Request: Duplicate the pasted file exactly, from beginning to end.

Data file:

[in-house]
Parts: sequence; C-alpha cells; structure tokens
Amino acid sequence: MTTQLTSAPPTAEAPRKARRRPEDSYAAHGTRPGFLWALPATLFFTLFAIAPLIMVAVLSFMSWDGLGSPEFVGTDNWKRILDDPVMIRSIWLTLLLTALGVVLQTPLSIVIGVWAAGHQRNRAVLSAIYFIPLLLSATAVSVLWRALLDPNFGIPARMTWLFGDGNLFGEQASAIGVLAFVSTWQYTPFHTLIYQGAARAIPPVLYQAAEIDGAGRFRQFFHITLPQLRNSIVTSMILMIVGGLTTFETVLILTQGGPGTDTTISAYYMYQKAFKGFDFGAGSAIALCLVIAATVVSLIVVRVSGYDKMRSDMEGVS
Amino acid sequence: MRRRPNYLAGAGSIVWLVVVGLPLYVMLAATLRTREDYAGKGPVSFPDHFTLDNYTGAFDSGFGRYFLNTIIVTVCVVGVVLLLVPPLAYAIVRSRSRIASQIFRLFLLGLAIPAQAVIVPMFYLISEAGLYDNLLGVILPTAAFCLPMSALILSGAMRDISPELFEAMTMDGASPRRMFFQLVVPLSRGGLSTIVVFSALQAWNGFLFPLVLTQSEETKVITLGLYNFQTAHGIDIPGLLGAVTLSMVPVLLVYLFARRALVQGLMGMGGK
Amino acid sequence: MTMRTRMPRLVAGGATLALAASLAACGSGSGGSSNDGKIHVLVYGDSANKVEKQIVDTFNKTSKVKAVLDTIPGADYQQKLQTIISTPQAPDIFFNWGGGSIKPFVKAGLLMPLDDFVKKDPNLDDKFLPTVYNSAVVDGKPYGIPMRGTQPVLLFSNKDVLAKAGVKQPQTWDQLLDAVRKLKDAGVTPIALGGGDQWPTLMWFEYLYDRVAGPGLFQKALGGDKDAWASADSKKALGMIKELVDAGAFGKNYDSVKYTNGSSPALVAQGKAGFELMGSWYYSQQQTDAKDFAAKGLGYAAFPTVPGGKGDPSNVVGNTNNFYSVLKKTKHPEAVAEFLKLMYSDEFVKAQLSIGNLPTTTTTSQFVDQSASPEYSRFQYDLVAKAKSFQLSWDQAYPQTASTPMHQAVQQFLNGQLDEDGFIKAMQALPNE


[in-house]
Parts: sequence; C-alpha cells; structure tokens
Amino acid sequence: MTTQLTSAPPTAEAPRKARRRPEDSYAAHGTRPGFLWALPATLFFTLFAIAPLIMVAVLSFMSWDGLGSPEFVGTDNWKRILDDPVMIRSIWLTLLLTALGVVLQTPLSIVIGVWAAGHQRNRAVLSAIYFIPLLLSATAVSVLWRALLDPNFGIPARMTWLFGDGNLFGEQASAIGVLAFVSTWQYTPFHTLIYQGAARAIPPVLYQAAEIDGAGRFRQFFHITLPQLRNSIVTSMILMIVGGLTTFETVLILTQGGPGTDTTISAYYMYQKAFKGFDFGAGSAIALCLVIAATVVSLIVVRVSGYDKMRSDMEGVS
Amino acid sequence: MRRRPNYLAGAGSIVWLVVVGLPLYVMLAATLRTREDYAGKGPVSFPDHFTLDNYTGAFDSGFGRYFLNTIIVTVCVVGVVLLLVPPLAYAIVRSRSRIASQIFRLFLLGLAIPAQAVIVPMFYLISEAGLYDNLLGVILPTAAFCLPMSALILSGAMRDISPELFEAMTMDGASPRRMFFQLVVPLSRGGLSTIVVFSALQAWNGFLFPLVLTQSEETKVITLGLYNFQTAHGIDIPGLLGAVTLSMVPVLLVYLFARRALVQGLMGMGGK
Amino acid sequence: MTMRTRMPRLVAGGATLALAASLAACGSGSGGSSNDGKIHVLVYGDSANKVEKQIVDTFNKTSKVKAVLDTIPGADYQQKLQTIISTPQAPDIFFNWGGGSIKPFVKAGLLMPLDDFVKKDPNLDDKFLPTVYNSAVVDGKPYGIPMRGTQPVLLFSNKDVLAKAGVKQPQTWDQLLDAVRKLKDAGVTPIALGGGDQWPTLMWFEYLYDRVAGPGLFQKALGGDKDAWASADSKKALGMIKELVDAGAFGKNYDSVKYTNGSSPALVAQGKAGFELMGSWYYSQQQTDAKDFAAKGLGYAAFPTVPGGKGDPSNVVGNTNNFYSVLKKTKHPEAVAEFLKLMYSDEFVKAQLSIGNLPTTTTTSQFVDQSASPEYSRFQYDLVAKAKSFQLSWDQAYPQTASTPMHQAVQQFLNGQLDEDGFIKAMQALPNE